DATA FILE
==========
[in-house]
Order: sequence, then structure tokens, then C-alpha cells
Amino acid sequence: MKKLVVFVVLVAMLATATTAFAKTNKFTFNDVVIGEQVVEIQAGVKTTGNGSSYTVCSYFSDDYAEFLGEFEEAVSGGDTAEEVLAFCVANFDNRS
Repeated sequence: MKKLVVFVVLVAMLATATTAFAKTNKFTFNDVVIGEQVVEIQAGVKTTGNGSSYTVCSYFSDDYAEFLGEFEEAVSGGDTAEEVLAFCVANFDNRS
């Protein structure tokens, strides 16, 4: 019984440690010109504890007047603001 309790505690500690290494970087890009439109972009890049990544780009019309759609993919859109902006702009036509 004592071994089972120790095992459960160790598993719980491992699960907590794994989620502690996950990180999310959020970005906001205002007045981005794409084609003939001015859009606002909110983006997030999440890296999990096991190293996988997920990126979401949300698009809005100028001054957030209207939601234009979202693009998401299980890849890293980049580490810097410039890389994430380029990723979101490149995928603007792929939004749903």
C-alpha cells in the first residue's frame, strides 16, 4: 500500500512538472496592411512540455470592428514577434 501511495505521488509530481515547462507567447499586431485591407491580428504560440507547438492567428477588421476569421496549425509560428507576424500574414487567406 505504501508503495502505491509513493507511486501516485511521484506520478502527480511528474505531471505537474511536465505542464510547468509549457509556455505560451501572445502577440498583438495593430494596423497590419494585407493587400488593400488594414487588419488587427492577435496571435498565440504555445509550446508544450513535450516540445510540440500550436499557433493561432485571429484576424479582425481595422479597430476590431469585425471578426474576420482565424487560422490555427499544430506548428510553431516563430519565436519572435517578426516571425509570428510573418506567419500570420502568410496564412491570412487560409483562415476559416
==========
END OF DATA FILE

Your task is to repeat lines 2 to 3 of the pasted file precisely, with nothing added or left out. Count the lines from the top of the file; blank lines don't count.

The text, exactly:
Order: sequence, then structure tokens, then C-alpha cells
Amino acid sequence: MKKLVVFVVLVAMLATATTAFAKTNKFTFNDVVIGEQVVEIQAGVKTTGNGSSYTVCSYFSDDYAEFLGEFEEAVSGGDTAEEVLAFCVANFDNRS